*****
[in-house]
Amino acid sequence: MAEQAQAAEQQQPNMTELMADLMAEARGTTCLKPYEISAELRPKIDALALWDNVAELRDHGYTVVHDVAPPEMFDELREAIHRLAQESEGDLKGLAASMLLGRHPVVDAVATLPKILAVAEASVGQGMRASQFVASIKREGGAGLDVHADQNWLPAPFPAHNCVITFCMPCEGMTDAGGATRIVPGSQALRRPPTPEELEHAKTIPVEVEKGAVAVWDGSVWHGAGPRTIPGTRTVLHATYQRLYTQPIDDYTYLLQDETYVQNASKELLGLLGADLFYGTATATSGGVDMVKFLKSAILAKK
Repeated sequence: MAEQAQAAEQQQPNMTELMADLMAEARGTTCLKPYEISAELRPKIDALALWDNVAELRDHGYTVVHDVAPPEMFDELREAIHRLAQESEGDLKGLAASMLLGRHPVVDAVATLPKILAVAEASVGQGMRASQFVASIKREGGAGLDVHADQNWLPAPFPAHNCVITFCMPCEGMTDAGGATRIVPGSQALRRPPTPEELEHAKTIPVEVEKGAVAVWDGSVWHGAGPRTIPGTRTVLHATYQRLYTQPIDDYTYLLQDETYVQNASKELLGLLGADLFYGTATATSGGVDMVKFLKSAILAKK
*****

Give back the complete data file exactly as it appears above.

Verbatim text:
[in-house]
Amino acid sequence: MAEQAQAAEQQQPNMTELMADLMAEARGTTCLKPYEISAELRPKIDALALWDNVAELRDHGYTVVHDVAPPEMFDELREAIHRLAQESEGDLKGLAASMLLGRHPVVDAVATLPKILAVAEASVGQGMRASQFVASIKREGGAGLDVHADQNWLPAPFPAHNCVITFCMPCEGMTDAGGATRIVPGSQALRRPPTPEELEHAKTIPVEVEKGAVAVWDGSVWHGAGPRTIPGTRTVLHATYQRLYTQPIDDYTYLLQDETYVQNASKELLGLLGADLFYGTATATSGGVDMVKFLKSAILAKK
Repeated sequence: MAEQAQAAEQQQPNMTELMADLMAEARGTTCLKPYEISAELRPKIDALALWDNVAELRDHGYTVVHDVAPPEMFDELREAIHRLAQESEGDLKGLAASMLLGRHPVVDAVATLPKILAVAEASVGQGMRASQFVASIKREGGAGLDVHADQNWLPAPFPAHNCVITFCMPCEGMTDAGGATRIVPGSQALRRPPTPEELEHAKTIPVEVEKGAVAVWDGSVWHGAGPRTIPGTRTVLHATYQRLYTQPIDDYTYLLQDETYVQNASKELLGLLGADLFYGTATATSGGVDMVKFLKSAILAKK